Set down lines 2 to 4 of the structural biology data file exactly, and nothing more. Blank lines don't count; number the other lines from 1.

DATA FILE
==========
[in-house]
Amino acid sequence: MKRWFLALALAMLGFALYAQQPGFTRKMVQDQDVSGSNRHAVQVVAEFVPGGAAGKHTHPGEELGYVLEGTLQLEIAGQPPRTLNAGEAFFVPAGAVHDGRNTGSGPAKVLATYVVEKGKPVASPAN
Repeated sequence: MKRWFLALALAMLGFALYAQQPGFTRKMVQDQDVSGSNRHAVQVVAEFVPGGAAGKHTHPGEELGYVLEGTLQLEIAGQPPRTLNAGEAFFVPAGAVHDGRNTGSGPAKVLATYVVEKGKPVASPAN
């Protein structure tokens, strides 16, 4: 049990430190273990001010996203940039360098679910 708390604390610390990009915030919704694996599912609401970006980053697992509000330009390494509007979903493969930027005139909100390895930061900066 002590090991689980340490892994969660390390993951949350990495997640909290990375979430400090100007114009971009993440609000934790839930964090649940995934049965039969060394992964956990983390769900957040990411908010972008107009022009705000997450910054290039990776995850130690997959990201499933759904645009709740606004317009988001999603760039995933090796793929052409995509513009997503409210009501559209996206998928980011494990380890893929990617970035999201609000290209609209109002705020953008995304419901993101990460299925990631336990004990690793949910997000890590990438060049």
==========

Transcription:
Amino acid sequence: MKRWFLALALAMLGFALYAQQPGFTRKMVQDQDVSGSNRHAVQVVAEFVPGGAAGKHTHPGEELGYVLEGTLQLEIAGQPPRTLNAGEAFFVPAGAVHDGRNTGSGPAKVLATYVVEKGKPVASPAN
Repeated sequence: MKRWFLALALAMLGFALYAQQPGFTRKMVQDQDVSGSNRHAVQVVAEFVPGGAAGKHTHPGEELGYVLEGTLQLEIAGQPPRTLNAGEAFFVPAGAVHDGRNTGSGPAKVLATYVVEKGKPVASPAN
């Protein structure tokens, strides 16, 4: 049990430190273990001010996203940039360098679910 708390604390610390990009915030919704694996599912609401970006980053697992509000330009390494509007979903493969930027005139909100390895930061900066 002590090991689980340490892994969660390390993951949350990495997640909290990375979430400090100007114009971009993440609000934790839930964090649940995934049965039969060394992964956990983390769900957040990411908010972008107009022009705000997450910054290039990776995850130690997959990201499933759904645009709740606004317009988001999603760039995933090796793929052409995509513009997503409210009501559209996206998928980011494990380890893929990617970035999201609000290209609209109002705020953008995304419901993101990460299925990631336990004990690793949910997000890590990438060049």